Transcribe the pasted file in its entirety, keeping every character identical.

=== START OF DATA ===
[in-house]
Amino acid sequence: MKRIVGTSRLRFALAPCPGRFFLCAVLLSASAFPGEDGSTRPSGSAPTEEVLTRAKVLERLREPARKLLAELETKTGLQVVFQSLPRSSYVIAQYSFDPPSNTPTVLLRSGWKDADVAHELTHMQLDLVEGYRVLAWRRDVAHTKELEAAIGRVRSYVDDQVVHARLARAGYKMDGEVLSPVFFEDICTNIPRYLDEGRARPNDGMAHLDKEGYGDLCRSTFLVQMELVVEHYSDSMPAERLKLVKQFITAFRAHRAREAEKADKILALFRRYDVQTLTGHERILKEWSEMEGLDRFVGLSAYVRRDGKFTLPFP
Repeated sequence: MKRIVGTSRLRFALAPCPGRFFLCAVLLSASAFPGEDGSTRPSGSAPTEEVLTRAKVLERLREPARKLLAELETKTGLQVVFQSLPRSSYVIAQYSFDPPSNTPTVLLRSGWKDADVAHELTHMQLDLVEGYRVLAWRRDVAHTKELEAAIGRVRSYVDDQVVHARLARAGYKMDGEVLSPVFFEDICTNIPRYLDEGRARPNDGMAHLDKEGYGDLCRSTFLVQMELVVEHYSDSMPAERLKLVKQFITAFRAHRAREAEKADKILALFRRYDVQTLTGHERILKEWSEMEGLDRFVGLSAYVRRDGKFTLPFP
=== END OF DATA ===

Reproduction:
[in-house]
Amino acid sequence: MKRIVGTSRLRFALAPCPGRFFLCAVLLSASAFPGEDGSTRPSGSAPTEEVLTRAKVLERLREPARKLLAELETKTGLQVVFQSLPRSSYVIAQYSFDPPSNTPTVLLRSGWKDADVAHELTHMQLDLVEGYRVLAWRRDVAHTKELEAAIGRVRSYVDDQVVHARLARAGYKMDGEVLSPVFFEDICTNIPRYLDEGRARPNDGMAHLDKEGYGDLCRSTFLVQMELVVEHYSDSMPAERLKLVKQFITAFRAHRAREAEKADKILALFRRYDVQTLTGHERILKEWSEMEGLDRFVGLSAYVRRDGKFTLPFP
Repeated sequence: MKRIVGTSRLRFALAPCPGRFFLCAVLLSASAFPGEDGSTRPSGSAPTEEVLTRAKVLERLREPARKLLAELETKTGLQVVFQSLPRSSYVIAQYSFDPPSNTPTVLLRSGWKDADVAHELTHMQLDLVEGYRVLAWRRDVAHTKELEAAIGRVRSYVDDQVVHARLARAGYKMDGEVLSPVFFEDICTNIPRYLDEGRARPNDGMAHLDKEGYGDLCRSTFLVQMELVVEHYSDSMPAERLKLVKQFITAFRAHRAREAEKADKILALFRRYDVQTLTGHERILKEWSEMEGLDRFVGLSAYVRRDGKFTLPFP